Finally, confidential computing offers another crucial feature: “remote attestation”. This means the CPU issues a cryptographic certificate to prove the confidentiality, integrity, and authenticity of the black box. This certificate can, and should be, checked on the user side before sensitive data is transferred to the TEE.

So, why aren’t all public sector organizations using confidential computing?

If this sounds like a new concept, it isn’t. Confidential computing has been around for over a decade. And almost all current server hardware and cloud providers support it.

In theory, then, many public sector organizations should be moving sensitive workloads to the cloud, confident that their data is locked down at every stage. Yet only a few are taking advantage of this functionality. Why?

  1. It’s complex, and needs configuring differently depending on the cloud provider you use. And it’s hard to build the specialist expertise needed to implement it yourself.
  2. Confidential computing is mainly available for smaller, modern workloads, such as those running on “containers”. It wouldn’t be possible to lift and shift a large legacy workload to the cloud and apply confidential computing to it.

To benefit from confidential computing, then, you need to understand where it’s really needed and applicable – and make it simple to use.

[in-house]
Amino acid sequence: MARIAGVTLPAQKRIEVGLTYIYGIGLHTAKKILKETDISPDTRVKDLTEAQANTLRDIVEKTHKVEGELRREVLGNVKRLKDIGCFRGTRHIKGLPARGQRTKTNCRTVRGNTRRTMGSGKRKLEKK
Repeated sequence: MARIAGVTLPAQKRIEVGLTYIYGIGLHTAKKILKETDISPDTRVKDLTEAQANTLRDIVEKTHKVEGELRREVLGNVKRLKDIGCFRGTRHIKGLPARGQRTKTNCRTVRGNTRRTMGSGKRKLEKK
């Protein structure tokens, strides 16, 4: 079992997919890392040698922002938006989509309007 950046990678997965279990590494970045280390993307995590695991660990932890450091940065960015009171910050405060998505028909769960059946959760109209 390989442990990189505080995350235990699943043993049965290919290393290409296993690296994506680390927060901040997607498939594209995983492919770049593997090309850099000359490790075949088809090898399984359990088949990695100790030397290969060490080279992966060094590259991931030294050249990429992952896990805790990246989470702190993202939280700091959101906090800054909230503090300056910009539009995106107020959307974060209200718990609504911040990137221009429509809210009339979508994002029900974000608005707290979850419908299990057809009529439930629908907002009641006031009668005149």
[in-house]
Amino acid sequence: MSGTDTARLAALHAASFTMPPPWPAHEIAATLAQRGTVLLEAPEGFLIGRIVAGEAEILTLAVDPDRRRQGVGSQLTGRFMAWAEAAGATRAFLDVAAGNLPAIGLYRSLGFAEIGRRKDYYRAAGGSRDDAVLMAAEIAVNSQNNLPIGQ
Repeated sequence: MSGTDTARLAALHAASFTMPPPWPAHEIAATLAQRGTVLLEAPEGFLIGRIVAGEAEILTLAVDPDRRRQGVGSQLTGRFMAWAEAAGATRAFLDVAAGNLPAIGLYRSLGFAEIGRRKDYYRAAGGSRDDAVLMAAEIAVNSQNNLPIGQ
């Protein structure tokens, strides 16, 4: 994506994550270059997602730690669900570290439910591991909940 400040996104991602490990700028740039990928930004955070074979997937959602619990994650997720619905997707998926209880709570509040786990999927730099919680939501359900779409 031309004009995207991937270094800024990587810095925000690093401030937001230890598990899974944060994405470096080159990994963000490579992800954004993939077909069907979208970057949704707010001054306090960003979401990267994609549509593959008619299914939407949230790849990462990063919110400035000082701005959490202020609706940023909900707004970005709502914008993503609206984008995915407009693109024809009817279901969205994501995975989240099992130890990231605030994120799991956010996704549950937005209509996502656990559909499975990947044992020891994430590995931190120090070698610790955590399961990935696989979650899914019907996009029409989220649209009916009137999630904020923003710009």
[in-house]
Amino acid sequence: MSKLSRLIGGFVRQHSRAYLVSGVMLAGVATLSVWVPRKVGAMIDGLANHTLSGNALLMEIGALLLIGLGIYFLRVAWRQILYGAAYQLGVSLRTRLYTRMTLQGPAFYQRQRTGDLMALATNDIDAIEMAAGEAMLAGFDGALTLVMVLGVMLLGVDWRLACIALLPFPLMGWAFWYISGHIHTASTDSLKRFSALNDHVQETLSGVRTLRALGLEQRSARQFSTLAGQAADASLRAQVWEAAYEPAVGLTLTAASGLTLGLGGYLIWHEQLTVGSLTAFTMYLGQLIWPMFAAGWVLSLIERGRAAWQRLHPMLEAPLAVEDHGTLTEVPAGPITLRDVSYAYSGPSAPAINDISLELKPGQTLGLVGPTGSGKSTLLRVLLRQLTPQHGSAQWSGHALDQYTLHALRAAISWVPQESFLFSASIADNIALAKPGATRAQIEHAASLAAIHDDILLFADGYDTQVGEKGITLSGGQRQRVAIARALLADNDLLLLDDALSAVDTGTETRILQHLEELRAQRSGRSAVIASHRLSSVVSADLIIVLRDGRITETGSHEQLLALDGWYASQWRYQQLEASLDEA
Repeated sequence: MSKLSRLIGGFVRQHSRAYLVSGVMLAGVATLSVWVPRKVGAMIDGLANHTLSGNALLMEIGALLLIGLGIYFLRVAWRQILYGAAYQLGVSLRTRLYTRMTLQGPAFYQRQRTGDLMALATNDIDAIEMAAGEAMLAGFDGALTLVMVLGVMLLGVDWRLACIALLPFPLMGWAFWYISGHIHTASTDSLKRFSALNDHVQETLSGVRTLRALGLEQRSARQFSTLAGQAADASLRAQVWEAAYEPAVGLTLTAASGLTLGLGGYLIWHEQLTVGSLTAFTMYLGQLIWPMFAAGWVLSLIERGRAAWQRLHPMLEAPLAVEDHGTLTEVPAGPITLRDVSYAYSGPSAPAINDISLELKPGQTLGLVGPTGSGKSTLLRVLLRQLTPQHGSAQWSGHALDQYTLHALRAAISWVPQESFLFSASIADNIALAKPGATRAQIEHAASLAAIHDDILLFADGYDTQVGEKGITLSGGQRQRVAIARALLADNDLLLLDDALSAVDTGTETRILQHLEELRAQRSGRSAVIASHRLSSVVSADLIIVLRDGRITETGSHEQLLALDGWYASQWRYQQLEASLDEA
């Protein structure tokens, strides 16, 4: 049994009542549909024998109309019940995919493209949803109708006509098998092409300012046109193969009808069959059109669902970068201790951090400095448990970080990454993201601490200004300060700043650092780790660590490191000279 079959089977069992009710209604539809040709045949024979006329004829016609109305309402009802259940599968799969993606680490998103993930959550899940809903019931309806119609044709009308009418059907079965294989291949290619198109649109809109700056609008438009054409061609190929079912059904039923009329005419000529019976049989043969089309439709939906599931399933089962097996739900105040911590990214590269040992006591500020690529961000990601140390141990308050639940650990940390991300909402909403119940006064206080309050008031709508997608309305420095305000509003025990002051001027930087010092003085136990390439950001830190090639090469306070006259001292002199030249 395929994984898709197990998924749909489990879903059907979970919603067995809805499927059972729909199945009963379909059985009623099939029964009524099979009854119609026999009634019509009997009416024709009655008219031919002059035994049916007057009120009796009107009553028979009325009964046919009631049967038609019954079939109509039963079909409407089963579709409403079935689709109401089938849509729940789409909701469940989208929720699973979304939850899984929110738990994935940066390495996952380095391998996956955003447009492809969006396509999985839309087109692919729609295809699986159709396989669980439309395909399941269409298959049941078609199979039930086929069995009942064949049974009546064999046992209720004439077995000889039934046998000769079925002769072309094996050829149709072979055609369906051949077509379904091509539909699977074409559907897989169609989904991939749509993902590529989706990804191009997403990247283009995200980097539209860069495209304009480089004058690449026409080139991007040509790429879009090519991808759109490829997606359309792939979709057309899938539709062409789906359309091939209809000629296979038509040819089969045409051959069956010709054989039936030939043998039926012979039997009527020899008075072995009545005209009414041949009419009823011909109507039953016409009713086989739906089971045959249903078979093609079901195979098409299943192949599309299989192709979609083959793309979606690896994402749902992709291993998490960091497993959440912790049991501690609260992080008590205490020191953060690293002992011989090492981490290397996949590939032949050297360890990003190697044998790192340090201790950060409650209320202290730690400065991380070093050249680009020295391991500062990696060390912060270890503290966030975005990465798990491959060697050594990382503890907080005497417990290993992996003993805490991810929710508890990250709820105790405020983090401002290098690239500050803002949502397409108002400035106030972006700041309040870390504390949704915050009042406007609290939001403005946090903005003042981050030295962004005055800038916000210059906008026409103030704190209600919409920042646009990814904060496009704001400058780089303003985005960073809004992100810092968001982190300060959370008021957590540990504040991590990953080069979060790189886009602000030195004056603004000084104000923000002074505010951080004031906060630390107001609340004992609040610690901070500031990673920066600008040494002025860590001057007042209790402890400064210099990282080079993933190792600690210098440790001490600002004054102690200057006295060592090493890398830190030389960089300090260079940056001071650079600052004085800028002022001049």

Partnering to make security in the cloud easy for public sector organizations

At Capgemini, we recognize that this need will only grow as cloud technologies become more prevalent. So, we’ve partnered with the German start-up, Edgeless Systems, to give clients in Europe access to leading open-source software for confidential computing.

Edgeless Systems’ solutions support all confidential computing CPUs and numerous cloud providers, from US-based hyperscalers to smaller, European players. They also take data protection to the next level by offering end-to-end solutions. That means they shield your network, key management and storage from access by your cloud provider’s people or infrastructure – not only your containers.

In other words, our partnership with Edgeless will make security in the cloud easy for public sector organizations. Even when they deal with highly protected personal data.

For example, software from Edgeless Systems provides the confidential computing foundation for Germany’s electronic patient record (ePA) system. This system enables highly sensitive data to be shared between patients, doctors, hospitals and research institutions. All in line with GDPR, the German Federal Data Protection Act and requirements set by the National Agency for Digital Medicine (Gematik).

It’s a great example of how confidential computing can help to digitize and modernize critical areas of public administration.

If it can protect the most protected health data, what could it do for you?

Find out more about Edgeless Systems


Stefan Zosel

Capgemini Government Cloud Transformation Leader
“Sovereign cloud is a key driver for digitization in the public sector and unlocks new possibilities in data-driven government. It offers a way to combine European values and laws with cloud innovation, enabling governments to provide modern and digital services to citizens. As public agencies gather more and more data, the sovereign cloud is the place to build services on top of that data and integrate with Gaia-X services.”